“The varroa mite is completely widespread.”
– TODD YAKIMISHEN, MBA
Manitoba honey producers have inched a step closer toward calling for the elimination of a 22-year-old ban on imported bees from the U. S.
The Manitoba Beekeepers Association is asking for an industry summit meeting on allowing greater access to packaged bees from the continental U. S. and other countries.
It is the closest MBA has come to supporting the lifting of an import ban which has deeply divided the association since its implementation in 1987.
A resolution adopted at MBA’s annual meeting in Neepawa last week asked the Canadian Honey Council for a stakeholder meeting to discuss amending an import embargo on bee packages from the U. S.
The meeting would involve producers, pollinators, equipment suppliers, honey packers and government, said Todd Yakimishen, MBA president.
Yakimishen stressed there would still be import permits and safety protocols and the door wouldn’t just be thrown open.
There would also have to be other restrictions, such as not allowing honeycomb across the border, he said.
Ottawa imposed the current ban at the industry’s request to halt the spread of the parasitic varroa mite from the U. S. into Canada.
Since then, Manitoba beekeepers have been split between producers who want the ban maintained and those who want to build up their colonies by importing bees.
The meeting MBA wants would be similar to one held by CHC in October 2003, which resulted in the Canadian Food Inspection Agency amending the regulation in May 2004 to allow queen bee imports under an import protocol, Yakimishen said.
Currently, producers who want to import packaged bees can only get them from Australia, New Zealand and Chile, where the varroa is not a problem.
But beekeepers are starting to feel the ban may be moot because the varroa is now endemic throughout North America.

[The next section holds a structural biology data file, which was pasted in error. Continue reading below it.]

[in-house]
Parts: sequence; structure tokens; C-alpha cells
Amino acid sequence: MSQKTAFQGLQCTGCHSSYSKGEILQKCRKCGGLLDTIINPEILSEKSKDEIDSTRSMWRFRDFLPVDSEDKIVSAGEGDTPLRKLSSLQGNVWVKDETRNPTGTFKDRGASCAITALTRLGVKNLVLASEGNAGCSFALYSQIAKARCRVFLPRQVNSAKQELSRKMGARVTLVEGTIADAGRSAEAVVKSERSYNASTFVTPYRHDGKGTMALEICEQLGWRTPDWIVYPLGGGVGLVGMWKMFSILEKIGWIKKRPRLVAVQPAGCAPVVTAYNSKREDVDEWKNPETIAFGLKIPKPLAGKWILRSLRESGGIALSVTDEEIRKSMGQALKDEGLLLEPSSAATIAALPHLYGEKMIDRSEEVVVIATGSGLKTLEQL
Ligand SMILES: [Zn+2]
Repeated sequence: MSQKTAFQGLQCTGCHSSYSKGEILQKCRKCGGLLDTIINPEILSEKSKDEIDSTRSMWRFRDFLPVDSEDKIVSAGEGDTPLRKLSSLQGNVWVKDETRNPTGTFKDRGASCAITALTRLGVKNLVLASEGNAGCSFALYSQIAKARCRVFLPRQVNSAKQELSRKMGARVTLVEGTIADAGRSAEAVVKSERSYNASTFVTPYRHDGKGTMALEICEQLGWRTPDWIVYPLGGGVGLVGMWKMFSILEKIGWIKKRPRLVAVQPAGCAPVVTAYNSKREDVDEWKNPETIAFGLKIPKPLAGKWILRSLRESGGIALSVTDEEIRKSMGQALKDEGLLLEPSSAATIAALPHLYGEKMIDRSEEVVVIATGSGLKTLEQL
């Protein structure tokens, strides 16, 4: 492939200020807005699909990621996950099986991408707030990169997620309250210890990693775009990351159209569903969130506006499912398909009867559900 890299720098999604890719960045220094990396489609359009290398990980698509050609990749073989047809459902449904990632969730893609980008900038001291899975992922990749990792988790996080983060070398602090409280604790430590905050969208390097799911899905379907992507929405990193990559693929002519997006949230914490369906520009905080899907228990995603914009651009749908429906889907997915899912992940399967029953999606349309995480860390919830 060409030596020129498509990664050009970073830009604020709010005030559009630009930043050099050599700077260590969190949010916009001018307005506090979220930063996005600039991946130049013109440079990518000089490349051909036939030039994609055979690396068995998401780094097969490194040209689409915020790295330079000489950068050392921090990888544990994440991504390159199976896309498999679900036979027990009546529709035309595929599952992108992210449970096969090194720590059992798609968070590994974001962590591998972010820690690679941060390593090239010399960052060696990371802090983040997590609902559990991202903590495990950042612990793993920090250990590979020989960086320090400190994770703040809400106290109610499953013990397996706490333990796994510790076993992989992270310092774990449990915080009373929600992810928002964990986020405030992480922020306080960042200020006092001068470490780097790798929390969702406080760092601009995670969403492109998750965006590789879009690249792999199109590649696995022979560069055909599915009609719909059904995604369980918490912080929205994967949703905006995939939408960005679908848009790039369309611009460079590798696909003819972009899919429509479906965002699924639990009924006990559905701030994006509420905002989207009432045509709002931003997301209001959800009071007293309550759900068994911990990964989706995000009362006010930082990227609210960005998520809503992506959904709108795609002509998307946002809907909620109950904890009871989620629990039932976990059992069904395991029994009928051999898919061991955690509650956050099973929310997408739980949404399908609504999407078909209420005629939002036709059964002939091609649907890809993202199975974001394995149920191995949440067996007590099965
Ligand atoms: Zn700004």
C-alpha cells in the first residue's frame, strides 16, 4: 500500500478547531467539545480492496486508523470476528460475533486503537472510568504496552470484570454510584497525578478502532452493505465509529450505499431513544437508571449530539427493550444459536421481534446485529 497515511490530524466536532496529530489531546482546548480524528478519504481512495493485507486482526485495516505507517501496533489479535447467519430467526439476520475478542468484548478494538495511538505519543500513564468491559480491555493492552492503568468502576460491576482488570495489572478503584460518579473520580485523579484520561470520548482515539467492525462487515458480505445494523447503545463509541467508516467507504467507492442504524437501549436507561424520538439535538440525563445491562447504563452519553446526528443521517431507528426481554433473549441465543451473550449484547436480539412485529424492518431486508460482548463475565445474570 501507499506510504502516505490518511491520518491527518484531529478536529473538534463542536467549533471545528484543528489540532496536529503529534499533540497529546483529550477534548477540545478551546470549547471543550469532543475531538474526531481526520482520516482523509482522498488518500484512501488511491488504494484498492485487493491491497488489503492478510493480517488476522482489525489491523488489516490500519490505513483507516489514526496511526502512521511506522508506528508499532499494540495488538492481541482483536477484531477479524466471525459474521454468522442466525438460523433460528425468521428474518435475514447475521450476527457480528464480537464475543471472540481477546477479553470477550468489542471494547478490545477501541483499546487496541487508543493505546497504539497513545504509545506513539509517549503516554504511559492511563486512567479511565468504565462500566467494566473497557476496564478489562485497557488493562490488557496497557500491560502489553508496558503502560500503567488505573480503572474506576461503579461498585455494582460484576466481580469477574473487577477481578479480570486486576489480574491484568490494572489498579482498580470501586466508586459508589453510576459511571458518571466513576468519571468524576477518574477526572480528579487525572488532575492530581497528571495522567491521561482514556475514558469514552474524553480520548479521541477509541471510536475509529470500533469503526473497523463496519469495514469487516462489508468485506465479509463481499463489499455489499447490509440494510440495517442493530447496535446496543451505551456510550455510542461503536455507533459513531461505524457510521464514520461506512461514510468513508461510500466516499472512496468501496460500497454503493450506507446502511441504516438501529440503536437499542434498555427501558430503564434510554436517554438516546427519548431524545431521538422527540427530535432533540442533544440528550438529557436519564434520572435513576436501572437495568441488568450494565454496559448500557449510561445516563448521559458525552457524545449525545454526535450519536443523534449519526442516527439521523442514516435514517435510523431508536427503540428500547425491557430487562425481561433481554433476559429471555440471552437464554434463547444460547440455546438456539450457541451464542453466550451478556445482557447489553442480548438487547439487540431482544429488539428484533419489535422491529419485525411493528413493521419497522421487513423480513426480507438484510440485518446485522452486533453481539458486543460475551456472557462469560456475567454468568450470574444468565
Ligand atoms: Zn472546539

Yakimishen said an MBA survey this past year indicated members might support an import protocol for U. S. packaged bees.
“The border was closed initially because of varroa mites and now the varroa mite is completely widespread,” said Yakimishen, a producer from Dauphin. “In fact, there are places in Canada where there are varroa infestations that are higher than what they are in the U. S.”
Some beekeepers report an urgent need to replenish bee stocks with fresh imported genetics because of high colony losses in recent years.
Manitoba lost over 34 per cent of its honeybee colonies last winter. Losses throughout Canada and the rest of North America were also high.
Initially, the industry blamed a mysterious syndrome known as colony collapse disorder for excessive losses in bee colonies.
But scientists now feel a combination of factors, including the varroa mite, is responsible for the dramatic decline.
Honey production was down sharply throughout North America in 2009, although Manitoba managed to salvage an average crop overall.
Poor summer weather and colony losses combined to give the U. S. its worst honey crop on record, according to one industry report.
The result will be a spike in the price of honey, Bee Culture, a U. S. industry magazine, predicted.
“In the short run, the price of honey this winter is probably going to up some. Maybe a lot. And you may not be able to find local honey later this winter,” editor Kim Flottum wrote in a recent edition.
“My advice: buy lots now. It may not be there later and it will cost more later.”
Beekeepers welcomed the promise of higher prices. But some feared it may not help offset high costs resulting from colony losses, weak queens and chemical treatments for mite problems.
“It’s just crazy,” said Bruce Podolski of Ethelbert. “More and more hives have to be treated for different things and that’s the expense. Years ago we didn’t have that.”
Others reacted cautiously to the price outlook.
“We’ll see strong prices but I wouldn’t hold my breath for really high prices,” said Paul Gregory of Fisher Branch. [email protected]